In Sight

First written on January 29, 2020

7 min. read

Close up of Razer Kiyo and Logitech C920 webcams on top of a computer monitor

In the last decade, while phone cameras have gone from shooting tiny noisy pictures to producing DSLR-level quality shots, webcams have coasted on the mediocre lane. As distributed or remote work became more common, we’ve never relied on webcams more yet they’re just as bad as they were ten years ago. The Logitech C920 (~$50), still The Wirecutter’s top pick in 2020, came out in January 2012 — the year of the chamfered-edged iPhone 5.

I can’t fix lazy hardware design for webcam manufacturers although I do have a long wish list (larger lenses, better sensors, lighting rings, etc.) but I can give you some tips to help your remote co-workers interface with the most important tool next ot your finger tips: your beautifully expressive face.

Point the light toward you

I can’t count the number of meetings I’ve participated in where the main speaker – often someone important – chooses to sit with their back to a window (or several). It’s a recipe for webcam disaster, and easily the most common mistake.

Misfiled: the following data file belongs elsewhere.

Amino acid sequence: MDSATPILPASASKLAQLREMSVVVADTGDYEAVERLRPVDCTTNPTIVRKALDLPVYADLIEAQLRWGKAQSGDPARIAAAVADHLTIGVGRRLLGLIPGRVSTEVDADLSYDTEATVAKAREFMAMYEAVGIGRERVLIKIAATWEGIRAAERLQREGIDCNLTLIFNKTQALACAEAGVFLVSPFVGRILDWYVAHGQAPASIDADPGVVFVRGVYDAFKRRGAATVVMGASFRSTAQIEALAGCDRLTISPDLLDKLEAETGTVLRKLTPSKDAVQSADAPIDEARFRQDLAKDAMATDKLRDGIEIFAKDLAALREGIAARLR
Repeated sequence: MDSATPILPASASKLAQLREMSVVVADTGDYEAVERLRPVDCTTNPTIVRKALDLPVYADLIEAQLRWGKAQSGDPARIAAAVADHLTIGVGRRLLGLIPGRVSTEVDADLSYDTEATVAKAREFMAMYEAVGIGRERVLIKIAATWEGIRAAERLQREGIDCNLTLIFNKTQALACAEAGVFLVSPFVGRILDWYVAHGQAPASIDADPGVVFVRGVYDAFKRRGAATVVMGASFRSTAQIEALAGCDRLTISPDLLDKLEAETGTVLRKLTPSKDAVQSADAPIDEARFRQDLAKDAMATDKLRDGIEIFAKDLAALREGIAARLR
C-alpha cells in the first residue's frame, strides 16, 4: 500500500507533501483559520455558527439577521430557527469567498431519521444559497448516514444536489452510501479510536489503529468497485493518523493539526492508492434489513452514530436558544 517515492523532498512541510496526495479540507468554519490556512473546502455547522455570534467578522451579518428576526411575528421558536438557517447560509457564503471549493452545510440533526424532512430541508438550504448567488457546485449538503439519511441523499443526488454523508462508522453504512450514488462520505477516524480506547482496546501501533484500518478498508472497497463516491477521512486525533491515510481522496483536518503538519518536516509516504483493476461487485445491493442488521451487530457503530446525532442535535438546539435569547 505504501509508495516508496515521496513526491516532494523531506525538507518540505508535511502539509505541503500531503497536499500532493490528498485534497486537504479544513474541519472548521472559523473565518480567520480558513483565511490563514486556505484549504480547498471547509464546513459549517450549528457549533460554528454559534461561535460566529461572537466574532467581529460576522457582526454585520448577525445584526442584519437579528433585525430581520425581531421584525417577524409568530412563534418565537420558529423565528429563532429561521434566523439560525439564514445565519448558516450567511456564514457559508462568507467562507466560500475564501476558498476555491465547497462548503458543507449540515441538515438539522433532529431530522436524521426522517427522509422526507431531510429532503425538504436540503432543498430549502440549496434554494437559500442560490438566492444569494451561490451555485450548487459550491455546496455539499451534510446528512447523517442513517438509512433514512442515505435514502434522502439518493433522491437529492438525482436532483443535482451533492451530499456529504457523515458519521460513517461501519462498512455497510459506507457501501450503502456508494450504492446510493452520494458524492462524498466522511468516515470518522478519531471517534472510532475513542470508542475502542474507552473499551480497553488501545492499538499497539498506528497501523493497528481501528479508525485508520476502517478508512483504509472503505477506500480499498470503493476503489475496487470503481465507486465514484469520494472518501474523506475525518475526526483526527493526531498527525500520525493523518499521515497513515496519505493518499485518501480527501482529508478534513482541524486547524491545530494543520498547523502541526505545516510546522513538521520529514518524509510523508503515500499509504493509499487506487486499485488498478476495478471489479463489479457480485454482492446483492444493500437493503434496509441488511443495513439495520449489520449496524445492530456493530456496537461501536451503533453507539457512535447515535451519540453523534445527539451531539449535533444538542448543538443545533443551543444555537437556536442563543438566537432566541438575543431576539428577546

Still image of a webcam recording a man sitting in the dark with his back to two large windows.
With two large windows facing a webcam, you will always be underexposed.

Webcams calculate the average light ouput within a frame to determine how to balance the exposure value. When you sit in front of a bright daylight window, you’re turning yourself into a minority exposure sample because the majority of the frame is much brighter than you. Innevitably, your background washes you out and your face is shrouded in darkness.

Next time this happens to you, try to use your hands to prevent as much light from reaching the webcam lens as possible. Immediately, you’ll see your face brighten on the webcam feed. Since this isn’t really a practical thing to do while having a conversation, please try never to point your webcam toward a window while on a call. Your coworkers will thank you.

Side-by-side comparison of the lighting captured by the Logitech C920 on the left and the Razer Kiyo on the right, showing much better face lighting on the Razer Kiyo.
Logitech C920 (left) vs. Razer Kiyo (right) both at their maximum digital zoom level. Since the Kiyo ships with an adjustable ring light, it can easily compensate for bright backgrounds.